Additionally, there are some locations, e.g. a research facility, which are so expansive with various levels that it’s difficult to keep track where to use objects which are scattered all over the place, sometimes even requiring to go to other locations. This was a problem in The Pandora Directive and it’s even more prominent here. Of course it makes puzzle solving more cerebral in a way, but one shouldn’t confuse complexity with annoying backtracking and obscure solutions. Fortunately, one can choose between two difficulty settings, the easiest of which makes it possible to skip puzzles, while the use of hints is just as helpful as the flashlight that highlights points of interaction, something that is much needed in the pixel hunt.

Tired looks and bombastic sounds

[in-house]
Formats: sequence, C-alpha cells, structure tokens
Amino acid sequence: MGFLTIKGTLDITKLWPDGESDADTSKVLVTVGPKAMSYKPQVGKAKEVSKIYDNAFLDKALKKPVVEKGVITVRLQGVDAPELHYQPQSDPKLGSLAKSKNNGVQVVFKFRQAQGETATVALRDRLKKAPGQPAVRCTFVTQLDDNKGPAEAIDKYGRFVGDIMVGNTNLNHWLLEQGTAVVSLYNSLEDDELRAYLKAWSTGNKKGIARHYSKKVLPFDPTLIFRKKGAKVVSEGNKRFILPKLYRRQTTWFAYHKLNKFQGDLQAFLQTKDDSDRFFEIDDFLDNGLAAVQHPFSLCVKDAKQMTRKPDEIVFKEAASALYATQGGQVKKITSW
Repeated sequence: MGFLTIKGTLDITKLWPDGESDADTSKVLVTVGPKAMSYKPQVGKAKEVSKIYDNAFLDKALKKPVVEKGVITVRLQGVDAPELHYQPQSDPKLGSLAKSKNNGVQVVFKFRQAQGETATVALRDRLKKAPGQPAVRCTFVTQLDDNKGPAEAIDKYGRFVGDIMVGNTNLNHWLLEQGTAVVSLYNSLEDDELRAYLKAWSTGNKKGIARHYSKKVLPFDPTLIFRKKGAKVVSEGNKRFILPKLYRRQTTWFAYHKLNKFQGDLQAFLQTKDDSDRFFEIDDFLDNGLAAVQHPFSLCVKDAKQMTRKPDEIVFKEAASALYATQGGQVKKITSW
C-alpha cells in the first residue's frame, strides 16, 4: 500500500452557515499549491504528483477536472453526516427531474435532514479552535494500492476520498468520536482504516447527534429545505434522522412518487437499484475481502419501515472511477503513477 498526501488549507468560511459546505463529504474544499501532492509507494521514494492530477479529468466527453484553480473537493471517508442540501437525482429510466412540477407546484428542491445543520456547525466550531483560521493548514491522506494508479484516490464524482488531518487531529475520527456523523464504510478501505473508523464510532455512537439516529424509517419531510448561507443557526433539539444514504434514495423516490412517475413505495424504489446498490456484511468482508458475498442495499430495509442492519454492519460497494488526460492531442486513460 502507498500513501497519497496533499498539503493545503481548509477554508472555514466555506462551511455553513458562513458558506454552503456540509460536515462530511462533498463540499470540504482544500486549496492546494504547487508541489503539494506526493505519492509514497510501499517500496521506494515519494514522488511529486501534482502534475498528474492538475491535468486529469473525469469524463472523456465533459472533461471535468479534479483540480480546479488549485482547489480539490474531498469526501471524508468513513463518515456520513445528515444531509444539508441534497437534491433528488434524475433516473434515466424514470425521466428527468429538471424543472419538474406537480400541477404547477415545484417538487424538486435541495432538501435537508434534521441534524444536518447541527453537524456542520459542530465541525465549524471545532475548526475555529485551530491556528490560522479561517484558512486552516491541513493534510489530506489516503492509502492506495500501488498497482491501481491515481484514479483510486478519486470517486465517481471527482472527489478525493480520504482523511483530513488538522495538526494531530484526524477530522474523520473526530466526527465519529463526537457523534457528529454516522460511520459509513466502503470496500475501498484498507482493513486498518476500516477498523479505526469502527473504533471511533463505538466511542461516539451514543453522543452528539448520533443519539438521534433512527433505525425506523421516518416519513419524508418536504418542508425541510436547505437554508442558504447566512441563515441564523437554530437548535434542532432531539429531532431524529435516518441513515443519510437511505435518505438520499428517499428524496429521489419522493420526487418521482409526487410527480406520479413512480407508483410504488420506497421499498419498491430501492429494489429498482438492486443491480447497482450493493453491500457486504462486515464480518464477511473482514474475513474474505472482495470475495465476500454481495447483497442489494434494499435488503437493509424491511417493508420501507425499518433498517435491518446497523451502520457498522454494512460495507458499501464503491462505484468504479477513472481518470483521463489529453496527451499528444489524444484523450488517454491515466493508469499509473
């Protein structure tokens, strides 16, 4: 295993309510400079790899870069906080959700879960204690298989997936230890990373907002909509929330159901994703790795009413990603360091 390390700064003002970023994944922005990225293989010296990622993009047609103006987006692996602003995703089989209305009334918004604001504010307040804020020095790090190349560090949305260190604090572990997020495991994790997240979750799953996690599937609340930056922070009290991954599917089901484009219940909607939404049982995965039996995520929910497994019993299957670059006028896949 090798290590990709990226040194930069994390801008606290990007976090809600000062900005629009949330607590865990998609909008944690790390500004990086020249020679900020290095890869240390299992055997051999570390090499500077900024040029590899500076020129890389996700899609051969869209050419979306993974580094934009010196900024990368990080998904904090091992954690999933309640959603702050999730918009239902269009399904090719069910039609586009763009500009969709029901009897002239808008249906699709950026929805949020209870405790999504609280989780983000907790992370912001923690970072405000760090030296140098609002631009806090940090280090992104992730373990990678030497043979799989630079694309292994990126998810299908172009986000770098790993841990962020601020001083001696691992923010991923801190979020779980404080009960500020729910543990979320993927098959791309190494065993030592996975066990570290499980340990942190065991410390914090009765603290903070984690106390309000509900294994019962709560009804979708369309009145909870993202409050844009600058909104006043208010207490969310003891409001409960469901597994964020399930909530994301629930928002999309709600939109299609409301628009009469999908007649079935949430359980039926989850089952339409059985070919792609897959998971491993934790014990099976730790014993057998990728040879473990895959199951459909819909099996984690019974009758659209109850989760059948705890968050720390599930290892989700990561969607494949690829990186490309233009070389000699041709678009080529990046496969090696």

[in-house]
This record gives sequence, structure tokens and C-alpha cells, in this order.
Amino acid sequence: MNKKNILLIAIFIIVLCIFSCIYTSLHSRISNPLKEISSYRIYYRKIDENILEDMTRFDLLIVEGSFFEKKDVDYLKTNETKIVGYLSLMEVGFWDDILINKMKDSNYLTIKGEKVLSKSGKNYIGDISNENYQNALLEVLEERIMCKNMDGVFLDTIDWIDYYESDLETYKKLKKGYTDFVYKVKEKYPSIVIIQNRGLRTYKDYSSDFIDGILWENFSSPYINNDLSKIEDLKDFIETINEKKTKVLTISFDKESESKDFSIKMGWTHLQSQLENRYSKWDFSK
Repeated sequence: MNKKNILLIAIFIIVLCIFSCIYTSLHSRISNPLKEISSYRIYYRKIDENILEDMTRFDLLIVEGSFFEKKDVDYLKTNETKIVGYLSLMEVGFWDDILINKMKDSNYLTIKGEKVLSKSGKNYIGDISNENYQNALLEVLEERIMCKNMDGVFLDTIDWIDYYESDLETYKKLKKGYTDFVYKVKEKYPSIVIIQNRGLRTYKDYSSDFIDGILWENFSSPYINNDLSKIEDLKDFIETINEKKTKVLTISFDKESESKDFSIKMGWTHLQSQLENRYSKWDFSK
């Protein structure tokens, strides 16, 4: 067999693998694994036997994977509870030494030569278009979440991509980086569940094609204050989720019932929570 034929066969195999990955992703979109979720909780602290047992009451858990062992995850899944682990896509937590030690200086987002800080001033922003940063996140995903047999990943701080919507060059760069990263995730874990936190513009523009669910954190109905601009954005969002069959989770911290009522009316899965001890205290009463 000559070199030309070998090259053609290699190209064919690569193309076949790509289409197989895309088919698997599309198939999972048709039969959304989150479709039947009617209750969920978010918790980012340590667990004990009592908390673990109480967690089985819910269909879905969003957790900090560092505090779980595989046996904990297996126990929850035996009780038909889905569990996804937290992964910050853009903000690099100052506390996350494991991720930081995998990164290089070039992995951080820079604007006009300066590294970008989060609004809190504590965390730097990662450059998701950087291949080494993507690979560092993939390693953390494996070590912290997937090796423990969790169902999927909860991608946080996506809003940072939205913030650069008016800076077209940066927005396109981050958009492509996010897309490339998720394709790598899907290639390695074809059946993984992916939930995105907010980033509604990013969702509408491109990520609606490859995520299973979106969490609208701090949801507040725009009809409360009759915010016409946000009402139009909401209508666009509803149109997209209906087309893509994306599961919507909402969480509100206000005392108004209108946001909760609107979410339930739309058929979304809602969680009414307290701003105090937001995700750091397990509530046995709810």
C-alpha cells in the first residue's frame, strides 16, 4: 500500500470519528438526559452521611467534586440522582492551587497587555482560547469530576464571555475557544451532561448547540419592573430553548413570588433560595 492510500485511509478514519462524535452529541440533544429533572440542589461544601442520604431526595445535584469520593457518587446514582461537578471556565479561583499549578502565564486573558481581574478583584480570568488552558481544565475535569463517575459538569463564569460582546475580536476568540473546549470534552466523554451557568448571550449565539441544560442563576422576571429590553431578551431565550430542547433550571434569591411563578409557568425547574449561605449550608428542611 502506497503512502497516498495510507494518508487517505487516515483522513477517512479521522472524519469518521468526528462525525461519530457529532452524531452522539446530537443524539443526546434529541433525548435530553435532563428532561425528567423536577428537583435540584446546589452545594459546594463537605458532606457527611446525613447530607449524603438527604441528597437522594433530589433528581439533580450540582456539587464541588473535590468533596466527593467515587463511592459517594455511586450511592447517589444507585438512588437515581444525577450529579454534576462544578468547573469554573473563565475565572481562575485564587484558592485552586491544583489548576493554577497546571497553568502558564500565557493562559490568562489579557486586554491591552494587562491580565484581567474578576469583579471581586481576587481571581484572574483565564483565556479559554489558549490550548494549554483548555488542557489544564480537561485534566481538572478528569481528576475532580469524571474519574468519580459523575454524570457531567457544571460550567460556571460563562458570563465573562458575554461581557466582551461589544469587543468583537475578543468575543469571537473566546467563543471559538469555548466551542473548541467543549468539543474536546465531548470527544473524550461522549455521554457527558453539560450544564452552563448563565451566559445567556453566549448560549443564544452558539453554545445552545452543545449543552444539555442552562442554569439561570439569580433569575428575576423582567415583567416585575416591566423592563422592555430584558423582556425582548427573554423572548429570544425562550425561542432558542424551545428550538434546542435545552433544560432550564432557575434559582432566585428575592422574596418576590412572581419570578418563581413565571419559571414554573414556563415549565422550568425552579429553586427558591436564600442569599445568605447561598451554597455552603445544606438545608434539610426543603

The first thing one realizes is how amazing the full motion videos look, thanks in no small part to a 2K Blu-Ray-like HD resolution never before seen in the FMV genre. What this means is that every pore of the actors and actresses can be made out, the colors are vibrant, and even the make-up masks are convincing with all their small details. The second thing one notices is how unspectacular the actual in-game graphics are. They’re obviously better than in any other Tex Murphy game, but compared to contemporary 3D games, the textures are older than a decade, and only a few lighting effects and building structures can impress. It’s acceptable, considering that the game can be run on older machines without any problems, a welcome service to those fans who’ve been waiting for the return of their favorite adventure game character and haven’t upgraded their PCs to play the latest FPS or other graphically impressive games. Musically, epic orchestral parts and more subtle arrangements make for a varied, but also a bit overblown production.

Good fan service, but with outdated gameplay and storytelling